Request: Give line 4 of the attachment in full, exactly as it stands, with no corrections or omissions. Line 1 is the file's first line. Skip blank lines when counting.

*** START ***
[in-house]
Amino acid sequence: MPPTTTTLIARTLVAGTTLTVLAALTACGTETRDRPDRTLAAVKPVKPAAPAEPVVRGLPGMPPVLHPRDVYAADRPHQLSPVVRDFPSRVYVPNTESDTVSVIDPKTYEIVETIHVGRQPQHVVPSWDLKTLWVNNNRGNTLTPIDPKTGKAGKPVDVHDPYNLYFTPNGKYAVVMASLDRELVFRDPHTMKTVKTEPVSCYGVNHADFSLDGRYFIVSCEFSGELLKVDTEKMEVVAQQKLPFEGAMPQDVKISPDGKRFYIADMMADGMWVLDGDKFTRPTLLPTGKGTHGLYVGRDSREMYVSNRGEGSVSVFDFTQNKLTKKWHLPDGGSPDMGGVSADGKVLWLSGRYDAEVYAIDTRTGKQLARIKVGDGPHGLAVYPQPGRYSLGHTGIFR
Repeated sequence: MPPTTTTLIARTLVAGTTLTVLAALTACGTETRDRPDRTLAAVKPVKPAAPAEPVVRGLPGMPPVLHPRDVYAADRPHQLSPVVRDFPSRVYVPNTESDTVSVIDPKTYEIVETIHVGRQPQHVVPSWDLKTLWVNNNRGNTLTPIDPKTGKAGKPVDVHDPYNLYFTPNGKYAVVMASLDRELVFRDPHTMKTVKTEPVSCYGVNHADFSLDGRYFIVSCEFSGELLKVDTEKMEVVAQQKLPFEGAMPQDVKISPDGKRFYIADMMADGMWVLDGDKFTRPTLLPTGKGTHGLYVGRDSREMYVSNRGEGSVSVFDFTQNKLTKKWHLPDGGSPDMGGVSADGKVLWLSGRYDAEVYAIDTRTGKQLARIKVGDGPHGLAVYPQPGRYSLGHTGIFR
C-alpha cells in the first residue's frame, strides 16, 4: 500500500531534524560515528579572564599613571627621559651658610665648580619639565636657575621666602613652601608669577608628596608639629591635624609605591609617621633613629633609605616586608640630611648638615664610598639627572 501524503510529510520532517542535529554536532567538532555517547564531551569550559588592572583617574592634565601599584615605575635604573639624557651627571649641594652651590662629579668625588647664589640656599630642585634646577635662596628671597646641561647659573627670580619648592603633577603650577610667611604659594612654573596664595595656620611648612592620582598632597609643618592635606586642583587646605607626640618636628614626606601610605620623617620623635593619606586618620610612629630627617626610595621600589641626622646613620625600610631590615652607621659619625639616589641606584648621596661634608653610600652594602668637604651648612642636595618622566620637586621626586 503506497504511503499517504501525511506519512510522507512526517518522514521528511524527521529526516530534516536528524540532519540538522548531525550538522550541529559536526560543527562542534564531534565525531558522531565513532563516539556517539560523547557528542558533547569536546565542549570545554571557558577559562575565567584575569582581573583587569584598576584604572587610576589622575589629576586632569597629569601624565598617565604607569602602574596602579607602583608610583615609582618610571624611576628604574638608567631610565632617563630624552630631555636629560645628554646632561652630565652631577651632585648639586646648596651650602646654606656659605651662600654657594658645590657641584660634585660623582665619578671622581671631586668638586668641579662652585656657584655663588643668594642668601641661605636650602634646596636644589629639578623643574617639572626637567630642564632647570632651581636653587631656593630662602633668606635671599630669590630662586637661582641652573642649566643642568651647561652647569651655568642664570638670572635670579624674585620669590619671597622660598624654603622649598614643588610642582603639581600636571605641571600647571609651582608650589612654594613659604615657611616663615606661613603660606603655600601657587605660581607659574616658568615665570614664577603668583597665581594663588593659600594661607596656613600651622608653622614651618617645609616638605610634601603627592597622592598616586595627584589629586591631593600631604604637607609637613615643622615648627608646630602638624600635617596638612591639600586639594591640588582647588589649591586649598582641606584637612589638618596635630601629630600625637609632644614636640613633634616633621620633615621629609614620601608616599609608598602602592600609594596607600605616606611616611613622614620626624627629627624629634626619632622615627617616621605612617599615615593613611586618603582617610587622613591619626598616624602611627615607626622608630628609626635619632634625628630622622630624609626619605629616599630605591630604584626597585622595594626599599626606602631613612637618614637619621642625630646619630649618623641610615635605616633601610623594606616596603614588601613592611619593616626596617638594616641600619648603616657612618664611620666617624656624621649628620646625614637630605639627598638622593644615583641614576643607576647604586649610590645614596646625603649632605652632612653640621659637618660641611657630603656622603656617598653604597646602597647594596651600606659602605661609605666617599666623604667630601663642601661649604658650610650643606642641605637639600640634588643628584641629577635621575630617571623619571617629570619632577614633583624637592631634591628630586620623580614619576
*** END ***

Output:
C-alpha cells in the first residue's frame, strides 16, 4: 500500500531534524560515528579572564599613571627621559651658610665648580619639565636657575621666602613652601608669577608628596608639629591635624609605591609617621633613629633609605616586608640630611648638615664610598639627572 501524503510529510520532517542535529554536532567538532555517547564531551569550559588592572583617574592634565601599584615605575635604573639624557651627571649641594652651590662629579668625588647664589640656599630642585634646577635662596628671597646641561647659573627670580619648592603633577603650577610667611604659594612654573596664595595656620611648612592620582598632597609643618592635606586642583587646605607626640618636628614626606601610605620623617620623635593619606586618620610612629630627617626610595621600589641626622646613620625600610631590615652607621659619625639616589641606584648621596661634608653610600652594602668637604651648612642636595618622566620637586621626586 503506497504511503499517504501525511506519512510522507512526517518522514521528511524527521529526516530534516536528524540532519540538522548531525550538522550541529559536526560543527562542534564531534565525531558522531565513532563516539556517539560523547557528542558533547569536546565542549570545554571557558577559562575565567584575569582581573583587569584598576584604572587610576589622575589629576586632569597629569601624565598617565604607569602602574596602579607602583608610583615609582618610571624611576628604574638608567631610565632617563630624552630631555636629560645628554646632561652630565652631577651632585648639586646648596651650602646654606656659605651662600654657594658645590657641584660634585660623582665619578671622581671631586668638586668641579662652585656657584655663588643668594642668601641661605636650602634646596636644589629639578623643574617639572626637567630642564632647570632651581636653587631656593630662602633668606635671599630669590630662586637661582641652573642649566643642568651647561652647569651655568642664570638670572635670579624674585620669590619671597622660598624654603622649598614643588610642582603639581600636571605641571600647571609651582608650589612654594613659604615657611616663615606661613603660606603655600601657587605660581607659574616658568615665570614664577603668583597665581594663588593659600594661607596656613600651622608653622614651618617645609616638605610634601603627592597622592598616586595627584589629586591631593600631604604637607609637613615643622615648627608646630602638624600635617596638612591639600586639594591640588582647588589649591586649598582641606584637612589638618596635630601629630600625637609632644614636640613633634616633621620633615621629609614620601608616599609608598602602592600609594596607600605616606611616611613622614620626624627629627624629634626619632622615627617616621605612617599615615593613611586618603582617610587622613591619626598616624602611627615607626622608630628609626635619632634625628630622622630624609626619605629616599630605591630604584626597585622595594626599599626606602631613612637618614637619621642625630646619630649618623641610615635605616633601610623594606616596603614588601613592611619593616626596617638594616641600619648603616657612618664611620666617624656624621649628620646625614637630605639627598638622593644615583641614576643607576647604586649610590645614596646625603649632605652632612653640621659637618660641611657630603656622603656617598653604597646602597647594596651600606659602605661609605666617599666623604667630601663642601661649604658650610650643606642641605637639600640634588643628584641629577635621575630617571623619571617629570619632577614633583624637592631634591628630586620623580614619576